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Resources for Digital Humanities: Online Exhibitions

Vocabulary, tools, advice, and library resources to start your Digital Humanities project or research.


Online Exhibitions

An online exhibition, like a physical exhibition, usually involves the curated presentation of archival materials. These might include digital images of traditional exhibition objects, such as scans of letters or photographs of paintings, but they might also include digital media, such as sound files or videos.

Online exhibitions can be more flexible than physical exhibitions, as they can bring together objects that might not be loaned to a physical exhibition, display objects that would otherwise not be shown due to conservation concerns or physical constraints, and incorporate elements of interaction and multimedia that are more complicated in a physical exhibition space.

However, online exhibitions also introduce additional rights questions when you're publishing materials on the web, and require web hosting and maintenance.

Key concerns in making online exhibitions include:

  • How can you secure rights to publish these materials, or these images of them? Who might you want to ask about or involve in your project before you start?
  • Are there ways making this exhibition online can enliven or activate your materials? Is there something you could make interactive, media you could incorporate, or even just links or annotations you can offer your users?
  • What is your plan for hosting and maintaining your online exhibition? Are you planning to keep it up indefinitely, or display it for a limited time? If you're working with a collecting institution (a library, a museum, etc.), they may be able to help you answer these questions, especially if you ask early on in the process.


Berenson and Harvard: Bernard and Mary as Students

This biographical exhibition of Bernard and Mary Berenson, art historians and collectors, includes archival documents and photographs related to their time at Harvard University.

Chugachmiut Heritage Library and Archive

The Chugachmiut Heritage Library and Archive is a digital archive of cultural heritage from Native tribes in the Chugach region built using Mukurtu. Some materials are publicly available, while others are available only to authenticated users.

Tools and Platforms

There are a variety of tools you can use to help you in building online exhibitions. These include:

  • Omeka Classic is free to download and simple to use, though the projects you generate will need separate web hosting
  • is simple to use and also includes hosting for a fee
  • All the Omeka tools are designed specifically for making high-quality online exhibitions, with features including (but not limited to):
    • Standardized metadata (Dublin Core)
    • Curated exhibition pages
    • "Browse" pages
  • Some configurations also support features such as audience contribution and image annotation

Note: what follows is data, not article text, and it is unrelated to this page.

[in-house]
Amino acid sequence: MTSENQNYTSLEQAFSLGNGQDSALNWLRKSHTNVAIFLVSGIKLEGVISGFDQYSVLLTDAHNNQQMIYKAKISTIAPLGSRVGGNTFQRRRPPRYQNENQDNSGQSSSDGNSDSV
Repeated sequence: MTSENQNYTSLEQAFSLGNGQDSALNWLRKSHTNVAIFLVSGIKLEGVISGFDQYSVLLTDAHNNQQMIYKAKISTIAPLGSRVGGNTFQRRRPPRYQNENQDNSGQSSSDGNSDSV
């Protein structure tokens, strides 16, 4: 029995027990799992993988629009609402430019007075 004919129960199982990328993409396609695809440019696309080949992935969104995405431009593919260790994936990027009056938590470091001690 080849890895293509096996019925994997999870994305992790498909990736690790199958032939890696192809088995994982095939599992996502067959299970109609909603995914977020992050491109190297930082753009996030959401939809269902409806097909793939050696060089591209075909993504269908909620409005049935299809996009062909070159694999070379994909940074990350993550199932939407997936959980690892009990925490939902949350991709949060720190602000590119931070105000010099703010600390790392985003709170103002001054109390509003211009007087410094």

• Yale faculty, students, or staff interested in creating an Omeka project with Yale University Library materials can apply to the Online Exhibition Committee, who may be able to help with and host your project
  • Wax is free to download, and although it requires separate web hosting, is designed to require fewer resources to host and view
  • Wax does require technical knowledge, including use of the command line and web development skills
  • Like Omeka, Wax can host curated exhibition pages and "browse" pages
  • ArcGIS StoryMaps is free for Yale affiliates with active CAS logins, who can access StoryMaps by logging into the Yale University ArcGIS Online platform
  • While StoryMaps is especially intended for narrative mapping projects, it can also work to generate scroll-through multimedia exhibitions
  • StoryMaps work best for multimedia exhibitions where the emphasis is on a single narrative that moves through the exhibited objects in a predictable manner, and metadata is not a primary concern
  • GIS Support Services at Yale offer trainings and consultations, including for StoryMaps
  • Mukurtu, like Omeka Classic, is free to download and simple to use, though it requires separate web hosting
  • Mukurtu is a specialized tool for Native and Indigenous communities to share cultural heritage, and accordingly it supports:
    • Controlled access to cultural heritage objects and narratives based on cultural protocols, including gender and seasonal restrictions
    • The generation of multiple records for a given digital heritage entry, to support multiple perspectives or communities in addressing the same object or narrative
  • Murkutu works best for projects that are led or co-led by the knowledge-keepers and -generators of the communities whose cultural heritage they exhibit

Contact Us

For help with any stage of a digital humanities project, with any of the methods described here, or with any other questions, feel free to reach out or book a consultation with the DHLab.